Oct 13, 2008

Me and My Beloved Glass Mug!

I have a modest collection of tea pots and cups. Most of them are inexpensive, practical to use, good-looking but not upscale. However, I use my good-looking tea ware only when I have plenty of time to play with them (usually weekends or holidays).

The tea "cup" I use most often, is a glass mug. It's not a formal "tea cup". But it is so convenient to use and very good at displaying "tea dance" of the loose leaves! They are excellent for green teas because for green tea, watching "tea dance" in your cup is a big part of the enjoyment. One of them, I got it from PriceChopper (a grocery) for, like, 33 cents. They don't carry it anymore and I wish I could get more! The other one, I picked it up in free stuff of a tag sale! The glass mugs are so great and forever like new!

For new loose leaf tea drinkers who don't have much tea ware yet, my suggestion is, use a mug! Mugs are great and almost everyone has a few. When you just start your journey on loose leaf tea, invest more on tea leaves than on tea ware - and of course in the future you will own a lot of gorgeous tea ware :D

Huang Shan Mao Feng (Yellow Mountain Peak) in mug

Lao Zhu Da Fang in mug

Lao Zhu Da Fang in mug

Que She (Finch Tongue) in mug

Keemun Red (Black) Tea in mug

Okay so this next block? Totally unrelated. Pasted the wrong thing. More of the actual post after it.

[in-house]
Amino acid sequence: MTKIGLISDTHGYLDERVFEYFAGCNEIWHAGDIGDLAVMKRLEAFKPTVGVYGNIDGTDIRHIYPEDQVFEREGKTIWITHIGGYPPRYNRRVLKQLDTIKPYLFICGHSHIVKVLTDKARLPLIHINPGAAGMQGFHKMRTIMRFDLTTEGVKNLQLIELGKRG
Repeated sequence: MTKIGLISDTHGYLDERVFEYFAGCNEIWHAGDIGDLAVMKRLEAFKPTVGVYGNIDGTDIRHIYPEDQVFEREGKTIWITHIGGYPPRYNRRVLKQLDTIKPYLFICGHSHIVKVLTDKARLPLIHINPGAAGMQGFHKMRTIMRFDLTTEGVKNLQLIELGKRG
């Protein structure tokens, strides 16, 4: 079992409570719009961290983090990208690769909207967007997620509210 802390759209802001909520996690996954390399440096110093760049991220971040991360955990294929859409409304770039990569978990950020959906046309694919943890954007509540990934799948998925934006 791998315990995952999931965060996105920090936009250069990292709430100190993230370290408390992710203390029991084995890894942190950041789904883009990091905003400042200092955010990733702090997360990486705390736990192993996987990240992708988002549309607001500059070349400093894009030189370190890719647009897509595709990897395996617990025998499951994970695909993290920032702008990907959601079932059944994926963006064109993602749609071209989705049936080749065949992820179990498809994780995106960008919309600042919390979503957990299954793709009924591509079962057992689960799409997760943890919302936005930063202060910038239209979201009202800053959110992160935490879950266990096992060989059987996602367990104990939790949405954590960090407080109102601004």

Huang Shan Mao Feng in mug

Zhu Ye Qing (Bamboo Leaf Green) in mug

Tai Ping Hou Kui (Monkey King Green Tea) in mug

Shu Cheng Xiao Lan Hua (Shu Cheng Small Orchid) in mug

Bai Hao Yin Zhen (Silver Needle) in mug

Oct 10, 2008

Rose bud

The rose buds make excellent herbal tea. Great for autumn and winter nights due to their warming effect. Loved by women all over the world for their fragrance and beauty effects.

To brew the rose bud herbal tea, put rose buds in a mug or pot, brew with hot water for a few minutes. 2-4 rose buds for a mug, or 6-8 rose buds for a large tea pot. They can be brewed repetitively for 3 or more times to release all the flavor and nutrients.

Rose bud is one of my personal favorites. It has great warming effect on me. I love to have it hot, sometimes just rose bud alone, sometimes with goji or longan. I have it plain, while some friends of mine like to put honey or maple syrup in their rose bud tea.

roasted barley tea (mugicha, boricha, 大麥茶)

Roasted barley tea, is also called mugicha (in Japan) or boricha (in Korea). It is one of the favorite beverages of eastern Asia. In the west, it has the reputation of "oriental coffee", because its unique roast taste resembles light roast coffee in certain way. However, barley tea is entirely CAFFEINE FREE! It is made of 100% natural barley seeds. The roasted barley seeds are in dark brown color (as showed on the left of the picture). The brewed barley tea is showed on the right of the picture.

It is a great winter-night warm drink, as well as excellent summer beverage when served cold! To make hot barley tea, simply pour hot water on the roasted barley seeds (1 teaspoon per mug or 1 table spoon per pot) and wait for a few minutes. Then all barley seeds will sink to the bottom and the barley is ready! You may use a tea infuser or tea ball to hold the barley seeds but it's not a must.

Barley tea can be brewed for multiple times. I usually brew it for at least 3 times to allow it to release all its rich flavor.

If you prefer ice barley tea, simply take 1 tablespoon of the roasted barley seeds, brew them in a tea pot repetitively for 3 times, collect the tea, put it in a big jar, add ice and store it in the fridge!